• 1 × Altoids Smalls Mint Tin (link)

I've put together a BOM so you can order all of the electronic components in one go here.

You will also need the following tools:


The following items are optional, but helpful:


Programming Part 1: Wiring

If you're using a kit you got from me or at a Hack Night event, your ATtiny is pre-programmed. You can skip straight to the Building & Testing on a Breadboard section.

This project works by using a microcontroller to send out a whole bunch of TV "off" signals. However, the microcontroller you just bought is blank - it doesn't have any code or TV "off" signals programmed into it yet. We'll use the AVR programmer along with some open-source code to program the microcontroller to send out TV codes whenever it is reset.

The first step is to set up the circuit for programming. We'll do this using a solderless breadboard. If you've never encountered a breadboard before, now would be a good time to review SparkFun's excellent solderless breadboard tutorial. Go ahead, I'll wait.

The AVR ISP programmer cable has six connections on it. VCC and GND are used to provide power to the chip being programmed. The other 4 are used while programming the chip. We'll need to connect all six in order to set up our programmer. The pinout for these connectors can be found in Atmel AVR Application Note 042, and I've included it below. The Adafruit breakout we're using also happens to have each pin labeled, which is nice.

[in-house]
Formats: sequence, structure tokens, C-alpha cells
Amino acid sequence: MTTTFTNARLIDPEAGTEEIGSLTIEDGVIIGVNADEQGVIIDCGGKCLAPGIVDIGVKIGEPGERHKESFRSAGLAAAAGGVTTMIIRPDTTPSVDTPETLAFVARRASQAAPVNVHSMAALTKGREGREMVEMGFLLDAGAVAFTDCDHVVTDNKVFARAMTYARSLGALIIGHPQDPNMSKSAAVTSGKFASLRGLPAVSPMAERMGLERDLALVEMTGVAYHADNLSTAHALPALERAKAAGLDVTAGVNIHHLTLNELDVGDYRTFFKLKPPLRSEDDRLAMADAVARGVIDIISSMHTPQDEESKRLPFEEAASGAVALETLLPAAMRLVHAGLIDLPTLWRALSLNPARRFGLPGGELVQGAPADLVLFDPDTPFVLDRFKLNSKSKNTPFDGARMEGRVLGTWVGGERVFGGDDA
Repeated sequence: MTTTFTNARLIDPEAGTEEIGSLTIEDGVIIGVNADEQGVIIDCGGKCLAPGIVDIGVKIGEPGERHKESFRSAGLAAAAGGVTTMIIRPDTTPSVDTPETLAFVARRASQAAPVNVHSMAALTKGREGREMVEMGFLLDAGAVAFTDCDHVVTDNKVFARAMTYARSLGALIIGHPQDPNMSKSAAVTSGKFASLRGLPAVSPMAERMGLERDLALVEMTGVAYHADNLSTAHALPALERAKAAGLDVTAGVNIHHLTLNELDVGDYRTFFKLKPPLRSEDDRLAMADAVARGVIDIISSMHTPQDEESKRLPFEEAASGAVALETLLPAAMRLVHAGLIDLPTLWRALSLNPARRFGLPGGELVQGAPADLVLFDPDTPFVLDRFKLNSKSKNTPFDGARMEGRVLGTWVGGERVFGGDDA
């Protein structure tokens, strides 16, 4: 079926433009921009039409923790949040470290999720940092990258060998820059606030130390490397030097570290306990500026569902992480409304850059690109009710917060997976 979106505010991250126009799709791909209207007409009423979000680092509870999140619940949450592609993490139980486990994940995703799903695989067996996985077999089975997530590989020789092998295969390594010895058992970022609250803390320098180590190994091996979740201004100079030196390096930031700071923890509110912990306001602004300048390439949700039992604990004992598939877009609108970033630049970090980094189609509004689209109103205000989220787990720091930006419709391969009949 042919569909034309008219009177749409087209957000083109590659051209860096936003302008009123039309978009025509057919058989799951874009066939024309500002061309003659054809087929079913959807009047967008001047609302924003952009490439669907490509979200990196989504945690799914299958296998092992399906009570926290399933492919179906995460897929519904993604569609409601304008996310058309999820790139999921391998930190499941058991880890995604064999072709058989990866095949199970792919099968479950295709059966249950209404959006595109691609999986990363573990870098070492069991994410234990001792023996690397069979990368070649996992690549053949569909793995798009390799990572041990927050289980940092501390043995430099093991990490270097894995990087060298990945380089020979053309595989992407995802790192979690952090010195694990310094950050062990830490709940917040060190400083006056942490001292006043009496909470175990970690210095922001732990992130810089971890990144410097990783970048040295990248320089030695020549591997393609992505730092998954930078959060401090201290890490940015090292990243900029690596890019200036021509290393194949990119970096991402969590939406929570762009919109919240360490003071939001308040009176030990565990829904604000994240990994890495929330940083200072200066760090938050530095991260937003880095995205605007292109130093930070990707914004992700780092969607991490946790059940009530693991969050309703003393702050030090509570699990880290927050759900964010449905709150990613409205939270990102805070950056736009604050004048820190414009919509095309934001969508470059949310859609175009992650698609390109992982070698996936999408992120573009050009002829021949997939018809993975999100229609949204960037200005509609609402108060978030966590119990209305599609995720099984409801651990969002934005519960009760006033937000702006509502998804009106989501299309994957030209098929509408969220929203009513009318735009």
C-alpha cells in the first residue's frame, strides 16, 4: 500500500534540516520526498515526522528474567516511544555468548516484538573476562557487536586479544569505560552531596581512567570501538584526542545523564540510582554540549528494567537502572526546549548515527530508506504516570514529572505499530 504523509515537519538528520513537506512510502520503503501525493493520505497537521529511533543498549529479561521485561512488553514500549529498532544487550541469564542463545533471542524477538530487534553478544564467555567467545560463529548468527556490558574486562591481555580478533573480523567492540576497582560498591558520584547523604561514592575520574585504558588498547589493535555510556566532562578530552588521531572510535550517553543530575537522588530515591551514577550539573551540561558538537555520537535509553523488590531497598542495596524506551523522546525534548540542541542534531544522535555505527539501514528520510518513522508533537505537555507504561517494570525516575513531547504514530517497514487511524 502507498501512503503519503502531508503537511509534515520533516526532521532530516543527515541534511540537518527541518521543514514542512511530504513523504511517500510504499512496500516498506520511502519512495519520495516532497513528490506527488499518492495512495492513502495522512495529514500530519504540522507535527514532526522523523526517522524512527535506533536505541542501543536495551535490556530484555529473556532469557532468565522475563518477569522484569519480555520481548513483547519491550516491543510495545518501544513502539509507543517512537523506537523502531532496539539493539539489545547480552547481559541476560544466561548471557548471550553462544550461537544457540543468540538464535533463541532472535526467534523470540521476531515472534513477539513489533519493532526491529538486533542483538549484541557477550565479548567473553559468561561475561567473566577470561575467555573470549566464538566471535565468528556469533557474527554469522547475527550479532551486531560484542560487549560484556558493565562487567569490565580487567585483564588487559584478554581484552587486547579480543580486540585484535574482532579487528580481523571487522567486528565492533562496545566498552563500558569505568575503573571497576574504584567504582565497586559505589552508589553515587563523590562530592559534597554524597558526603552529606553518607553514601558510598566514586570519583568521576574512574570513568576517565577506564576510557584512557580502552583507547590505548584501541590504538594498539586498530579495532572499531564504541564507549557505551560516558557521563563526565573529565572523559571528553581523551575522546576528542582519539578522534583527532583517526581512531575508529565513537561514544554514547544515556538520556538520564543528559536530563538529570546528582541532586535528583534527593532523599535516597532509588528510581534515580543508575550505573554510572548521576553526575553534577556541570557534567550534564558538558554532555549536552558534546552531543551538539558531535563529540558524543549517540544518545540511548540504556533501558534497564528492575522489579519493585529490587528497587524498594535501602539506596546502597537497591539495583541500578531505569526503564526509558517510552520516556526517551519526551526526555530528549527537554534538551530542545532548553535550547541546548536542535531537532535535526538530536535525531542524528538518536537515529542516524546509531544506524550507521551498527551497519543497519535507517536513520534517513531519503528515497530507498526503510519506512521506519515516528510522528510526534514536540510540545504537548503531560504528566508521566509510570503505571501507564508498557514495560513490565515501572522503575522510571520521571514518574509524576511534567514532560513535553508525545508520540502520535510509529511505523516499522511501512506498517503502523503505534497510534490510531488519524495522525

AVR ISP 6-Pin Pinout ISP 6-pin connector pinout

First, put the AVR programming adapter on the breadboard and connect the VCC and GND to the power rails of your breadboard. I like to keep my wiring as flush with the breadboard as possible - it helps with organization. Note the power jumpers at the bottom of the board - I often forget these and then get really confused when my circuit doesn't work because one power rail isn't connected to anything.

Power Rails Connected ISP power connections

Next, we'll add the ATtiny85 chip. The pinout for this chip can be found in its datasheet. On the physical chip, the top left of the chip (pin 1) will be marked with a small dot. If you plug the chip in backwards, it can fry the chip, so be careful and pay attention to the dot!

Attiny85 Pinout ATtiny85 pinout

To get the chip to fit in the breadboard, you'll need to bend the leads a little bit. Use a table or other flat surface to gently bend the leads inward on each side:

Gently bend the ATtiny leads Gently bend the ATtiny leads

Plug the chip into the breadboard, paying careful attention to its polarity (the dot in the top left corner), and connect it to the power rails:

Chip with power Chip with power connections

Next, connect the MISO, MOSI, SCK, and RESET signals to their respective pins on the chip:

Chip with programmer signals Chip with programmer signals